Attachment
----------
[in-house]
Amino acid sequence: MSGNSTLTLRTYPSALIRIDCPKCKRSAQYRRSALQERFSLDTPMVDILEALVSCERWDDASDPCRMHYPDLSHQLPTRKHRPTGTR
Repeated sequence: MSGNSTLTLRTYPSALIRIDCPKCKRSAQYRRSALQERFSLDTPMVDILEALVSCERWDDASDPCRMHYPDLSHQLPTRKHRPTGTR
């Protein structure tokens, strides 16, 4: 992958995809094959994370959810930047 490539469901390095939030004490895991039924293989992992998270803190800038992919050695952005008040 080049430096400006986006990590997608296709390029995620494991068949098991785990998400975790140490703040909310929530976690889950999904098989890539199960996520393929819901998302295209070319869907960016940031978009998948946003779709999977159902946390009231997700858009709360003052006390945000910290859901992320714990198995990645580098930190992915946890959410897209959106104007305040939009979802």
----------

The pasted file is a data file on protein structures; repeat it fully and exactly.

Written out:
[in-house]
Amino acid sequence: MSGNSTLTLRTYPSALIRIDCPKCKRSAQYRRSALQERFSLDTPMVDILEALVSCERWDDASDPCRMHYPDLSHQLPTRKHRPTGTR
Repeated sequence: MSGNSTLTLRTYPSALIRIDCPKCKRSAQYRRSALQERFSLDTPMVDILEALVSCERWDDASDPCRMHYPDLSHQLPTRKHRPTGTR
């Protein structure tokens, strides 16, 4: 992958995809094959994370959810930047 490539469901390095939030004490895991039924293989992992998270803190800038992919050695952005008040 080049430096400006986006990590997608296709390029995620494991068949098991785990998400975790140490703040909310929530976690889950999904098989890539199960996520393929819901998302295209070319869907960016940031978009998948946003779709999977159902946390009231997700858009709360003052006390945000910290859901992320714990198995990645580098930190992915946890959410897209959106104007305040939009979802």